Sustainable (business) solutions: evaluation against futures
In filtering phase concept designs are being evaluated after which the selection for service implementation can be done. IDEO, one of the leading design thinking and Service Design agencies, utilize feasibility, viability and desirability as three angles to discuss the potential of each concept design. Futures Research provides means to evaluate ideas and prototypes against anticipated trends and their influence on functional requirements, expected customer value and needed business model for the service. There is a placeholder also for understanding and utilize the approach of Diffusion of Innovation and observing the diffusion of innovation types. Similarly, monitoring and scanning trends, weak signals and diffusion curve are crucial for the already launched offerings in Operation phase if the company wants to be proactive and stay competitive.
Sustainable success from synergy
To conclude, the process approach targeted for new value and offerings creation both in Service Design and Futures Research fields is somewhat similar: observation and gathering information, processing the findings, structuring alternative possibilities or futures and finally make a selection for implementation purposes.
According to Meristö et al. (2009, 12) the foresight process includes four main stages: 1) information collection, 2) information processing, 3) structuring alternative futures, and 4) selecting/evaluating alternative futures. According to Moritz (2005) Service Design process contains four phases: 1) Understanding 2) Concept Design 3) Design, and 4) Operation (Figure 20). However, looking more in depth to processes it can be argued that they supplement each other. By utilizing Futures Research methods one is able to build services on a sustainable foundation since the changes have been taken into consideration in a holistic way.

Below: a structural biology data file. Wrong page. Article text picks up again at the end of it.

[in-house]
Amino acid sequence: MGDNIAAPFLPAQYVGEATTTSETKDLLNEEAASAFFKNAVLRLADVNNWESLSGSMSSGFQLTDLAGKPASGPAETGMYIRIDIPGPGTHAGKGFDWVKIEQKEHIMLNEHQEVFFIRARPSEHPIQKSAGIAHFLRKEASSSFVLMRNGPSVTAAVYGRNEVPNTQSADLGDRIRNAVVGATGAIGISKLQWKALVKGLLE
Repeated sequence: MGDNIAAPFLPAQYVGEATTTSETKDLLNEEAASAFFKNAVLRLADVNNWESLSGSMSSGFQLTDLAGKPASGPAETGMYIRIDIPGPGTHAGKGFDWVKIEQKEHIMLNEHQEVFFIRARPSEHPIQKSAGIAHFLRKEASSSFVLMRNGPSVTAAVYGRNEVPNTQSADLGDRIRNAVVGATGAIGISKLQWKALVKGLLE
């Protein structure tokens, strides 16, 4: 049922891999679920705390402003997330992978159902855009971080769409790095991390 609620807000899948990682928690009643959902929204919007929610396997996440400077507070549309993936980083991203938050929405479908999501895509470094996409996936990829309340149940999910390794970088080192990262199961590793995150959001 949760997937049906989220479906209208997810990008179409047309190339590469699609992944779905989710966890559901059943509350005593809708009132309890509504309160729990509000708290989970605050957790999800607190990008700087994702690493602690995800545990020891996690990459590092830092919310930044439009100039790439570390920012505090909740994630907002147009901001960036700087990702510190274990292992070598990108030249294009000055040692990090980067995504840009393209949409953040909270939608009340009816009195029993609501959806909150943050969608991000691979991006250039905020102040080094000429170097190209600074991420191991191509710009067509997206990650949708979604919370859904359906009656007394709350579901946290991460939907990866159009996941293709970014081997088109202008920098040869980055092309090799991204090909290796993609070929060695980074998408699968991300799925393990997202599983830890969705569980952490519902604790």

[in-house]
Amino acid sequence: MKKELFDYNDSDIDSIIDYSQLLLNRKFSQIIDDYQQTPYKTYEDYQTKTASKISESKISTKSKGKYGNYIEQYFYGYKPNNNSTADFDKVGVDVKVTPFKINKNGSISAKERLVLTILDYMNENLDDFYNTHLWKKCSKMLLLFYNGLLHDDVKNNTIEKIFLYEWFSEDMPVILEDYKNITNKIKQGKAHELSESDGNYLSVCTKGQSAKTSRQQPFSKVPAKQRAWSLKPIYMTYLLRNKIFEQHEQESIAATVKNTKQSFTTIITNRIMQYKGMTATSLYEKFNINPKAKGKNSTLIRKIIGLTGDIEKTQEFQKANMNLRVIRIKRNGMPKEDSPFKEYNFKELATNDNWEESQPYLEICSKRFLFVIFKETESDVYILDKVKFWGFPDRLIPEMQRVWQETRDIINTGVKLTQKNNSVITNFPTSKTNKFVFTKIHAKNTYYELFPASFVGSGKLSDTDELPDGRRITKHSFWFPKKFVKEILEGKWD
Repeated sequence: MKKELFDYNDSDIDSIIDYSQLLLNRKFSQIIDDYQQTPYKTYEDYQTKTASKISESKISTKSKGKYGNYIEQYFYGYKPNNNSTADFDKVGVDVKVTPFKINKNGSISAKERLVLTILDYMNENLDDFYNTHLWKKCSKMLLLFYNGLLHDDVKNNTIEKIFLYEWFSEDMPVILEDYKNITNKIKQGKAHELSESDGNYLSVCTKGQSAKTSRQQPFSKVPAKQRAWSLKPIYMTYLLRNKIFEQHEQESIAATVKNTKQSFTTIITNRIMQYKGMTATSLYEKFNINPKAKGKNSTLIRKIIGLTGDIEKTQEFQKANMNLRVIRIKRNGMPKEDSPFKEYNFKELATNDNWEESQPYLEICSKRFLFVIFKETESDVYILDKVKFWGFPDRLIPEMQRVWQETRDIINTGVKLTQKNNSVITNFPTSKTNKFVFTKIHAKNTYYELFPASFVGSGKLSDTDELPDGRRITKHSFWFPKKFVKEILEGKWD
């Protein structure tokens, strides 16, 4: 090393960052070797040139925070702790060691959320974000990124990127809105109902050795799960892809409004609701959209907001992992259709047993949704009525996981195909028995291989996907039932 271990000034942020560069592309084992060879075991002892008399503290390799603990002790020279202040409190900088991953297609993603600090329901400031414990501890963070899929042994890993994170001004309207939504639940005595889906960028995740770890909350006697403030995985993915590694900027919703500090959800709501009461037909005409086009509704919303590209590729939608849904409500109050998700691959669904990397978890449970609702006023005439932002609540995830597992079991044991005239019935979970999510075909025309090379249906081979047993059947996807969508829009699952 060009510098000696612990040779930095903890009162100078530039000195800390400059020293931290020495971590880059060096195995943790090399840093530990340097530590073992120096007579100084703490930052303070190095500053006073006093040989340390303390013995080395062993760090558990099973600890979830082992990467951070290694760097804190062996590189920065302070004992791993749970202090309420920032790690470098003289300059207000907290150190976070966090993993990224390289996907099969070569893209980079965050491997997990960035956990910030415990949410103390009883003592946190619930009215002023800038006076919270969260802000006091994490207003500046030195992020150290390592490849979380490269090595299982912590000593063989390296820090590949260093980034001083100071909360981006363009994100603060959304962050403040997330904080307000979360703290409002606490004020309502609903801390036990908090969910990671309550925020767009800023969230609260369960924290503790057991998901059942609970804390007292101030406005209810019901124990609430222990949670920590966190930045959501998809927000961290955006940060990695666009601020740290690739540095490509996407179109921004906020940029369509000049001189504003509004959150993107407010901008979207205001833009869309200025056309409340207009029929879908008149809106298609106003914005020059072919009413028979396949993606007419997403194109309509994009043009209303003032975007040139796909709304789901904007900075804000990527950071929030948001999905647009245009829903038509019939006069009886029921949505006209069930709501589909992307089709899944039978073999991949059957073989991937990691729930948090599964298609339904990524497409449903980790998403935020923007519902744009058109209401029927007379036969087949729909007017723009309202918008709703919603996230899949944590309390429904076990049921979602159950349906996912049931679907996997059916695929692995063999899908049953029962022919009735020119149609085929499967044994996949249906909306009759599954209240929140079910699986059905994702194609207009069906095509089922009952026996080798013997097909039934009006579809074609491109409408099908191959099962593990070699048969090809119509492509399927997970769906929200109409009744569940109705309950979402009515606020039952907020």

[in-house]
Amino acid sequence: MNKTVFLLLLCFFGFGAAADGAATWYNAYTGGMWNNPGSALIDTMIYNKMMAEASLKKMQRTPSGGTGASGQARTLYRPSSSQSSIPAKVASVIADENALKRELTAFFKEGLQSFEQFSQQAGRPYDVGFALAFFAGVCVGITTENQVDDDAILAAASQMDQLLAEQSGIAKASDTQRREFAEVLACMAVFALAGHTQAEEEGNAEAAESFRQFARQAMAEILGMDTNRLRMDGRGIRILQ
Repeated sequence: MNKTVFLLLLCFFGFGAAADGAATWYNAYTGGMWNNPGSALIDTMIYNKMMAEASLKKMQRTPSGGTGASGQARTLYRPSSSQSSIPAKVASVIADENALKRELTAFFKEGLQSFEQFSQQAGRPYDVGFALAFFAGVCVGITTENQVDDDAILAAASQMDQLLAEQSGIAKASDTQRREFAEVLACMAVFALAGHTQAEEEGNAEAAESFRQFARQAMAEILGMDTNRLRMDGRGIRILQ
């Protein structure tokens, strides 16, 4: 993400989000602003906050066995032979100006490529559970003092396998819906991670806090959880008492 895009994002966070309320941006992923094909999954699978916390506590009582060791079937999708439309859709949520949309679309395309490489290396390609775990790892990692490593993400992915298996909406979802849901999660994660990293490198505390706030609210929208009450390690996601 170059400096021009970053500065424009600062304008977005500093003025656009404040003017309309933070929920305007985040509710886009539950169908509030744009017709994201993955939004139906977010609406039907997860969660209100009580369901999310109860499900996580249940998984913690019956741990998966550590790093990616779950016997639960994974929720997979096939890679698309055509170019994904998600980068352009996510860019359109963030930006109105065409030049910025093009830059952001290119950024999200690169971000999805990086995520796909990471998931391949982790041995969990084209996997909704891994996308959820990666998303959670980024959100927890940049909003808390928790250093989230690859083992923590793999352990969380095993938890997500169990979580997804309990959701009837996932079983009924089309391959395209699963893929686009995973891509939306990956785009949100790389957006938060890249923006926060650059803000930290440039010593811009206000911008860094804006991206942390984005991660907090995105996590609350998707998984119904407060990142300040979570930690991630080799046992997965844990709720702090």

Towards wider awareness: more collaboration is needed
Service Design and Futures Research are relatively young both in academia and in practice. Currently, practitioners in private and public sectors as well as academics are all developing methods and tools to support their own contexts, goals, motivations, time span and operational targets. In order to make the change towards new value and better futures requires collaboration and open dialog especially among enthusiasts within the fields and between the both fields of ambassadors.
As we stated already in our first blog post there is a need to elaborate Futures Research methods in Service Design related literature and practices. We need to elaborate and investigate more about the possibilities between the two fields through enhanced literature review covering more articles and practice based books as well as Business Management sources in the areas of innovation processes and Business Thinking in order to bring decision making and business case creation closer to the target driven Service Design process. Secondly, case studies in collaboration with different kind of organizations could be established and funded already around Service Design and Futures projects to further explore the synergies and best practices. Let us know if you have one to start with!
Next post: Design Thinking & Futures Thinking in action
As some of you might noticed. The first test environment for combining Futures Thinking with Design Thinking took place in Helsinki at the beginning of November. The event was LaFutura, an annual event for design thinkers, futures thinkers, strategic minds and innovative leaders. Both authors acted as organizers at the event. A more thorough blog entry about the event coming soon.
PS. Again we warmly welcome discussion around our findings and suggestions especially for the continuation for the work that we both see very promising for the design thinkers, futurists and for businesses and organizations keen on revisiting their strategic visions, value creation processes and offerings. Thank you already for giving us valuable comments and motivation to proceed with this topic we are so passionate about. Please don’t hesitate to contact us.
Minna Koskelo (LinkedIn) Experienced in marketing and branding. Specialized in customer insights and futures thinking. Approach is multidisciplinary applying various of methods including service design, futures research, marketing and branding. ”My mission is simple: to help people and organizations with my knowledge and expertise. ” The past 9 years worked with brands from various fields both focused on b2c and b2b. Driven by meaning and purpose. ”To understand the world I live in is my passion. The quest starts always with why, not how.”
Anu K. Nousiainen (Linkedin) A practitioner combining and harnessing various toolkits for the purpose of better business, for the sake of better life – and always for and with people. “I’m exploring business opportunities and concepting meaningful solutions for both the existing and future contexts, from strategy to implementation orchestration, and always value(s) in mind.